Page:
In another embodiment, one or more catalyst precursors are formed prior to and/or during the pretreatment step (such as in situ) by (i) sulfiding an ammonium-containing Group VIB metal compound in an aqueous phase with hydrogen sulfide, in a substantial absence of hydrocarbon oil, at a temperature less than about 177° C., to form a presulfided product; and (ii) separating ammonia from said presulfided product to form a sulfided product, in a manner such that one or more catalyst precursors form in or on the carbonaceous material.

Any suitable amount of the catalyst precursor can be used to pretreat the carbonaceous material in the context of the present invention. In one embodiment, the mixture of catalyst precursor, carbonaceous material, and hydrocarbonaceous liquid comprises about 25-10000 ppm (such as about 50-9000 ppm, about 100-8000 ppm, about 250-5000, about 500-3000 ppm, or even about 1000-2000 ppm) of one or more catalyst precursors by weight, based on the total weight of the mixture.

The catalyst precursor can be used in the context of the present invention in any suitable form, such as, but not limited to, particulate form, impregnated within a carbonaceous material, dispersed in the hydrogen donor solvent, and/or soluble in the hydrogen donor solvent. Additionally, the catalyst precursor may be used in processes employing fixed, moving, and ebullated beds as well as slurry reactors.

Following pretreatment of the carbonaceous material with one or more catalyst precursors, the catalyst precursor(s) can be transformed into a catalyst by thermal decomposition, such as prior to or during liquefaction, without the addition of additional reactants. In other embodiments, following pretreatment, one or more additional reactants can be added to the pretreated carbonaceous material mixture (such as prior to or during the liquefaction process), to transform the dispersed catalyst precursor into a catalyst. Any suitable reactants can be used in this regard, such as for example any suitable sulfiding or reducing agents. Suitable sulfiding agents include, for example, any sulfur compound that is in a readily releasable form, such as, for example, hydrogen sulfide, ammonium sulfide, dimethyldisulfide, ammonium sulfate, carbon disulfide, elemental sulfur, and sulfur-containing hydrocarbons. Elemental sulfur is preferred in some embodiments, because of its low toxicity, low cost, and ease of handling. Additional sulfiding agents include, for example, ammonium sulfide, ammonium polysulfide, ammonium thiosulfate, sodium thiosulfate, thiourea, carbon disulfide, dimethyl disulfide, dimethyl sulfide, tertiary butyl polysulfide, tertiary nonyl polysulfide, and mixtures thereof. In another embodiment, the sulfiding agent is selected from the group consisting of alkali- and/or alkaline earth metal sulfides, alkali- and/or alkaline earth metal hydrogen sulfides, and mixtures thereof.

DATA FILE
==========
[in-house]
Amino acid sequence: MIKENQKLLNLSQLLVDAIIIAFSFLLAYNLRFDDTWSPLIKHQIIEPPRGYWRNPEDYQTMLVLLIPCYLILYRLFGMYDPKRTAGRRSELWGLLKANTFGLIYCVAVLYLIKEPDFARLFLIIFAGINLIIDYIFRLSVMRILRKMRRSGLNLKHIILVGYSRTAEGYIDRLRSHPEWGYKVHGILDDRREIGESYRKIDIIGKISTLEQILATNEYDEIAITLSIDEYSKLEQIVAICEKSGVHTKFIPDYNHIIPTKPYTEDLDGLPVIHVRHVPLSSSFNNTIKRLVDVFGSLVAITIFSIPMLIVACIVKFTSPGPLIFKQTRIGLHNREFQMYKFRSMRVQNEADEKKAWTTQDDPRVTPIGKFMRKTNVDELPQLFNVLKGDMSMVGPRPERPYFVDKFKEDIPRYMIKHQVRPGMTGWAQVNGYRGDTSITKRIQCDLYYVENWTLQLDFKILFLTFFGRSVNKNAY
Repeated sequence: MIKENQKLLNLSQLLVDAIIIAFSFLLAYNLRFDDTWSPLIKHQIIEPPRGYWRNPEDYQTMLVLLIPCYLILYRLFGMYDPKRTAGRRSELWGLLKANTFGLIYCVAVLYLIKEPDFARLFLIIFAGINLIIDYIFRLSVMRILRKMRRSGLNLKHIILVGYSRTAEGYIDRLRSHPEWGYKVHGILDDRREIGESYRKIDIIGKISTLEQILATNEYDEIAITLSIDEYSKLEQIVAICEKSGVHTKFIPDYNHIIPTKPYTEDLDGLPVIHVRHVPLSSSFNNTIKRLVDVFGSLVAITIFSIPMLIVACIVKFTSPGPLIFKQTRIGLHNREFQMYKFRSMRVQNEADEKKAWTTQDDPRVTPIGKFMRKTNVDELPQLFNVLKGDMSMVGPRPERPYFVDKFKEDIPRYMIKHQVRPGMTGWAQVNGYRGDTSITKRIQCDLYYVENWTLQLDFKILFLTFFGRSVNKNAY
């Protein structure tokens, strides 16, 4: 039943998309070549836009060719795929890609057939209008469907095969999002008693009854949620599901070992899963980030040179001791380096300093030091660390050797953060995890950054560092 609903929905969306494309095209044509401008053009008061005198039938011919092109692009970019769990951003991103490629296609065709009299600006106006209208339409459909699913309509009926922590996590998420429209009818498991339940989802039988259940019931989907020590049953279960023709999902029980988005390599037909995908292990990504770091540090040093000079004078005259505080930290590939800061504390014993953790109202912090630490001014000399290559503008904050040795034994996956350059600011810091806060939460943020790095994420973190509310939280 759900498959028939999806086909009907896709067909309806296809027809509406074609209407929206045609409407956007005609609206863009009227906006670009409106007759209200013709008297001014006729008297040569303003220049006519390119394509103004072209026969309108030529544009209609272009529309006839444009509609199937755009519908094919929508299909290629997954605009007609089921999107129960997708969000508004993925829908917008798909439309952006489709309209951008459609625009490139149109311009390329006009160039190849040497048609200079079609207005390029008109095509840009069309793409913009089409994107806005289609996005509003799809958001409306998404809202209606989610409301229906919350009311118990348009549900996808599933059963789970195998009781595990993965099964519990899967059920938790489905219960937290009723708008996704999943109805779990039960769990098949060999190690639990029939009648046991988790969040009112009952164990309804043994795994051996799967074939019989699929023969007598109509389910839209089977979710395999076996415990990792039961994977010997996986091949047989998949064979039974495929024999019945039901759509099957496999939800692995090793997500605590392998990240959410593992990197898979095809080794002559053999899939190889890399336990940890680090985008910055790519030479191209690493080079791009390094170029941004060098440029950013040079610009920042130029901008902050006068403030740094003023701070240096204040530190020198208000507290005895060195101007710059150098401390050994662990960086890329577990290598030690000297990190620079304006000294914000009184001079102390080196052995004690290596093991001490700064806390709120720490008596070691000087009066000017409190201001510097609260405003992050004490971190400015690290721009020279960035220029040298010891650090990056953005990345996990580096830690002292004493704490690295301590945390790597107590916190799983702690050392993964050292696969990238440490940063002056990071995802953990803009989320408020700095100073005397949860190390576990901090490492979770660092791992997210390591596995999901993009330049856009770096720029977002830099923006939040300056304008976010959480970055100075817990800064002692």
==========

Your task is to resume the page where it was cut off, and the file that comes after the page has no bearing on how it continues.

The sulfiding agent can be added in any suitable form. In one embodiment, elemental sulfur is added to the pretreated carbonaceous material mixture in the form of a sublimed powder or as a concentrated dispersion (such as a commercial flower of sulfur). Allotropic forms of elemental sulfur, such as orthorhomic and monoclinic sulfur, are also suitable for use herein. In one embodiment, the one or more sulfur compounds are in the form of a sublimed powder (flowers of sulfur), a molten sulfur, a sulfur vapor, or a combination or mixture thereof.

The sulfiding agent can be used in any suitable concentration. In one embodiment, a concentration of sulfur is introduced such that the atomic ratio of sulfur to metal in the catalyst precursor is from about 2:1 to about 10:1, such as from about 2:1 to about 8:1, about 2:1 to about 7:1, about 2:1 to about 6:1, about 2:1 about 9:1, about 2:1 to about 8:1, about 2:1 to 7:1, about 3:1 to about 9:1, about 3:1 to about 8:1, about 3:1 to about 7:1 or even about 3:1 to about 6:1.

Catalyst

Any suitable catalyst can be used in place of, or in combination with, the catalyst precursor, in the context of the invention. Alternatively, or in addition, the catalyst can include any catalyst precursor that has been transformed into a catalyst.